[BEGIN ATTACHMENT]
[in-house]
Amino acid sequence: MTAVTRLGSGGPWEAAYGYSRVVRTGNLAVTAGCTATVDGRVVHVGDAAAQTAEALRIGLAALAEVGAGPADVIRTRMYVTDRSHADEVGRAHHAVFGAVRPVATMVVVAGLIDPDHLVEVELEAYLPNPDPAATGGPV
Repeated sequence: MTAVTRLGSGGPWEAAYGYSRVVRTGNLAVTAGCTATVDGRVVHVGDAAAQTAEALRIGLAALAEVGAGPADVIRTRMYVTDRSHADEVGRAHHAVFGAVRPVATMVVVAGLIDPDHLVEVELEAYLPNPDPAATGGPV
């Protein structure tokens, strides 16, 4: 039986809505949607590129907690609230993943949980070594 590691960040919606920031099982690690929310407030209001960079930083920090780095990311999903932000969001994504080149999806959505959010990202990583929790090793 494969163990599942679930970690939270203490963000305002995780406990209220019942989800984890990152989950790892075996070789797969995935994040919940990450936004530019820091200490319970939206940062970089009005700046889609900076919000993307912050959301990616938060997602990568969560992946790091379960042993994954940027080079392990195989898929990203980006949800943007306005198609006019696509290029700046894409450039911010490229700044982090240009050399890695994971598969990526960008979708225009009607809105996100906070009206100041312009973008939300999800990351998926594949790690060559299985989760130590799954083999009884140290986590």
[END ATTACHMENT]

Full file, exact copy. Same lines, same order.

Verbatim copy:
[in-house]
Amino acid sequence: MTAVTRLGSGGPWEAAYGYSRVVRTGNLAVTAGCTATVDGRVVHVGDAAAQTAEALRIGLAALAEVGAGPADVIRTRMYVTDRSHADEVGRAHHAVFGAVRPVATMVVVAGLIDPDHLVEVELEAYLPNPDPAATGGPV
Repeated sequence: MTAVTRLGSGGPWEAAYGYSRVVRTGNLAVTAGCTATVDGRVVHVGDAAAQTAEALRIGLAALAEVGAGPADVIRTRMYVTDRSHADEVGRAHHAVFGAVRPVATMVVVAGLIDPDHLVEVELEAYLPNPDPAATGGPV
């Protein structure tokens, strides 16, 4: 039986809505949607590129907690609230993943949980070594 590691960040919606920031099982690690929310407030209001960079930083920090780095990311999903932000969001994504080149999806959505959010990202990583929790090793 494969163990599942679930970690939270203490963000305002995780406990209220019942989800984890990152989950790892075996070789797969995935994040919940990450936004530019820091200490319970939206940062970089009005700046889609900076919000993307912050959301990616938060997602990568969560992946790091379960042993994954940027080079392990195989898929990203980006949800943007306005198609006019696509290029700046894409450039911010490229700044982090240009050399890695994971598969990526960008979708225009009607809105996100906070009206100041312009973008939300999800990351998926594949790690060559299985989760130590799954083999009884140290986590």